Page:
“We are already in a humanitarian crisis,” said Margaret Hassan, Iraq director for CARE, the U.S. relief organization. “Frankly, these people can’t take another one.” [Boston Globe, Jan. 31, 2003]

Attacks on Infrastructure

Even in a short war, the civilian population will be put at risk. Pentagon planners have confirmed that shutting down important city services, such as water and electricity, will be one of the early goals of the U.S. assault. The planners say the strategy calls for using high-powered microwaves and other high-technology weapons to disable these vital services without permanently destroying them. [NYT, Feb. 2, 2003]

If the war doesn’t end quickly, however, the interruption of these services can be expected to spread disease and death among the civilian population. If Iraqi troops withdraw into Baghdad and other major cities, forcing the U.S. military to wage time-consuming urban warfare, the lack of clean water and the absence of medicines could prove as deadly as the U.S. armaments.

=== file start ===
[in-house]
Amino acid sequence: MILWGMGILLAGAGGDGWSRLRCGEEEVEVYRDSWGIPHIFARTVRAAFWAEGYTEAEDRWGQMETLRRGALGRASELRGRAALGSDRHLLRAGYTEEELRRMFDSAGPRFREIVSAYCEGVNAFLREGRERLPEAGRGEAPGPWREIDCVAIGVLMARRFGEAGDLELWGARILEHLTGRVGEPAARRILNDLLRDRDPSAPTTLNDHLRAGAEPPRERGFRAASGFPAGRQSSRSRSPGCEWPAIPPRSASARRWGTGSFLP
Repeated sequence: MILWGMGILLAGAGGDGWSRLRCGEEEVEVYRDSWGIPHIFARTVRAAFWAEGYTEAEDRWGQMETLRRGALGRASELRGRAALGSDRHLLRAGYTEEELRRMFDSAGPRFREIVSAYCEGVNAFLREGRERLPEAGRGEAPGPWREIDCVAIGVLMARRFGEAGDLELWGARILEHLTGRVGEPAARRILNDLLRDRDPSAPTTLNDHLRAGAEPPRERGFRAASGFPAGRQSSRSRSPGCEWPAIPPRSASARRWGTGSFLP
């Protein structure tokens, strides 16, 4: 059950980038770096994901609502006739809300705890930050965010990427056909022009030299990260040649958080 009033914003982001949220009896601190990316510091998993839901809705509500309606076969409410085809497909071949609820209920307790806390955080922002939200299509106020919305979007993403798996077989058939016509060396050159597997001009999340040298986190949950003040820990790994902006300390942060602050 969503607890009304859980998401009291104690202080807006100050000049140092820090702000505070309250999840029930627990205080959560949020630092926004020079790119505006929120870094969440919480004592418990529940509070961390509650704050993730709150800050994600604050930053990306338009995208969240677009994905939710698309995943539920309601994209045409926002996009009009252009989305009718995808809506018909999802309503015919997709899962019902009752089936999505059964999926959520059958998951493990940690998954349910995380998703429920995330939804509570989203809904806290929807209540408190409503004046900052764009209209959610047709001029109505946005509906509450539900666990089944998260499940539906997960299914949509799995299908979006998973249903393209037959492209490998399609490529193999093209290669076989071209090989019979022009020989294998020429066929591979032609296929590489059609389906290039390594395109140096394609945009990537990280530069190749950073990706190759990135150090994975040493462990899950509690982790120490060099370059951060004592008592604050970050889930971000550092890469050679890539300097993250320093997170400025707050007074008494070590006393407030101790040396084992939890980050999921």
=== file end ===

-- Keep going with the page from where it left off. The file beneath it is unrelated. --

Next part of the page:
The U.S. bombing campaign also will surely claim many civilian casualties. While the Bush administration stresses that its planned bombardment of ancient Baghdad and other cities will concentrate on military and government targets, the Pentagon’s track record for precision bombing doesn’t instill confidence. In recent conflicts, U.S. warplanes have inflicted substantial civilian death, either accidentally or on purpose.

For instance, in 1999 during the Kosovo crisis, U.S. warplanes killed non-combatants when going after civilian targets in Yugoslavia, such as bridges and even a television station that was deemed a government propaganda outlet. The lethal attack on the TV station was intentional. An international uproar followed the apparently accidental bombing of the Chinese Embassy. The CIA blamed an “outdated map” for that fatal attack.